Washington, D.C., May 20 – May is Mental Health Awareness Month, which aims to break the stigma surrounding mental health. Bedlam, a film that premiered at the 2019 Sundance Film Festival, breaks down this stigma while providing both important facts and relatable stories for all viewers. And this week previews of the film will be highlighted during WE RISE, a 10-day pop-up immersive experience that brings together Los Angeles’ diverse community to embolden individuals and families to find help, reach out to help others and demand systemic change in order to address the critical need for early intervention, treatment and care for mental wellbeing.
Mental asylums once were created with some good intentions but ended up leading to neglect and human warehouses. When these were closed, it shifted the care of people who are mentally ill from state governments to the federal government before shifting back to the states, which did not want control due to the cost. The result? On any given night, 350,000 mentally ill people sleep on the streets of America – 20,000 in Los Angeles alone. It is estimated that 25-50 percent of adults experiencing homelessness are chronically mentally ill. Jails and prisons have become America’s largest mental institutions.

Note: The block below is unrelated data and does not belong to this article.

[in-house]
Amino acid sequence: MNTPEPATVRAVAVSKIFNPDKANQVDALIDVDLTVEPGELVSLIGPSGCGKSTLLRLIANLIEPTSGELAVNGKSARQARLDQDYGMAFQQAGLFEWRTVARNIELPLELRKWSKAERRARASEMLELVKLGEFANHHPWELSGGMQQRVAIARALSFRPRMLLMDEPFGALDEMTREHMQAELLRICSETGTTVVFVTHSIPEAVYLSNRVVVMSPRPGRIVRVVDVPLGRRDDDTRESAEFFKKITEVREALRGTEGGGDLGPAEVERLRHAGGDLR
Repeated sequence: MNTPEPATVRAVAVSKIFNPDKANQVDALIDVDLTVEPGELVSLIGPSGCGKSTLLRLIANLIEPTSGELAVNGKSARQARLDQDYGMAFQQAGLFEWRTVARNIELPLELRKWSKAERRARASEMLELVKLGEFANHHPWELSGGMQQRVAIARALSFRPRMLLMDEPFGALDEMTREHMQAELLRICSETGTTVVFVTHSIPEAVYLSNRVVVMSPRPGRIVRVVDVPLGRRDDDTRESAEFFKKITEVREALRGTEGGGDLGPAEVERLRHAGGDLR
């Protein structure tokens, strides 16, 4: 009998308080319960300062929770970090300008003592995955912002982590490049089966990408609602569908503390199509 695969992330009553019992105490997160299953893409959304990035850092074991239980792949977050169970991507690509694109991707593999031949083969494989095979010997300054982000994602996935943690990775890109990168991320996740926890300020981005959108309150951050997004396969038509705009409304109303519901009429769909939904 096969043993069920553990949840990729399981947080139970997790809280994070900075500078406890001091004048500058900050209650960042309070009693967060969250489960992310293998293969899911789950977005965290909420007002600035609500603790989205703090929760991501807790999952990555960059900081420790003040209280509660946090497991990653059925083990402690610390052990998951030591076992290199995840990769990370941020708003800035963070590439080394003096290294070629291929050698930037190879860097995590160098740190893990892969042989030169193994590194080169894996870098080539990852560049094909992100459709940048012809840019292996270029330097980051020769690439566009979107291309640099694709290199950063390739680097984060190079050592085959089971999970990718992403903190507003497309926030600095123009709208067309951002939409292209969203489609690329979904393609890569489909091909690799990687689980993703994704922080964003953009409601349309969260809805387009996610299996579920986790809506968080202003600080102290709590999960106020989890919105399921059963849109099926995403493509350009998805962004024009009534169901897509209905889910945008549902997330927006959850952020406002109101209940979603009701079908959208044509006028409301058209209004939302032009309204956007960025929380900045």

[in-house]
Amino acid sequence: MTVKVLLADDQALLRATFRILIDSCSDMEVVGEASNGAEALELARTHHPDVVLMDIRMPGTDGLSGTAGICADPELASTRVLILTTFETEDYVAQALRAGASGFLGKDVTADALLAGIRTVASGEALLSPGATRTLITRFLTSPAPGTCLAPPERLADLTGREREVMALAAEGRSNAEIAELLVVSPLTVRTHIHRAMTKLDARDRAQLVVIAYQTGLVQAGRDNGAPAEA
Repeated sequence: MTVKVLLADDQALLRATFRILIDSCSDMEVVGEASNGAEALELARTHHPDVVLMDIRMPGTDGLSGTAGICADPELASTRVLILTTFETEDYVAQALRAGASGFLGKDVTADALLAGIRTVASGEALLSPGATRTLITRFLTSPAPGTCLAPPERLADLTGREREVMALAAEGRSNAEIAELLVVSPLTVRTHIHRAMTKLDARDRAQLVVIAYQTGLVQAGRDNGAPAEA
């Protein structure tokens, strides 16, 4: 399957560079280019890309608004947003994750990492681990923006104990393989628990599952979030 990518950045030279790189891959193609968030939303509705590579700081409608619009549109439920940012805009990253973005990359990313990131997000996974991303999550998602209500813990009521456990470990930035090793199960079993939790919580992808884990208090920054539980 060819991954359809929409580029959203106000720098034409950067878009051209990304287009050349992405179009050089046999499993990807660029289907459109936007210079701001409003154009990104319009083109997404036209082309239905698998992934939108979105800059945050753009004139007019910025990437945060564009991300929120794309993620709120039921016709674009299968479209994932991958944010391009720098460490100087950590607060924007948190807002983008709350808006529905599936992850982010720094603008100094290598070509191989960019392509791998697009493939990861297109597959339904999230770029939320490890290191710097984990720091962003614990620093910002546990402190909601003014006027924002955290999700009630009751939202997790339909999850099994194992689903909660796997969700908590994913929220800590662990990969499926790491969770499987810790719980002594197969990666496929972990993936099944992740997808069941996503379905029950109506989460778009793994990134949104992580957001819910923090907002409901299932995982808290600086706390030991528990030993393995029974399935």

In Bedlam, psychiatrist and filmmaker Kenneth Rosenberg takes viewers behind the scenes at a Los Angeles County Psych ER during a five-year period, unveiling disturbing realities for hundreds of thousands of homeless and the lack of care available for psychiatric patients. They often are warehoused in overcrowded jails where underequipped first responders provide the front line of care. [continue reading…]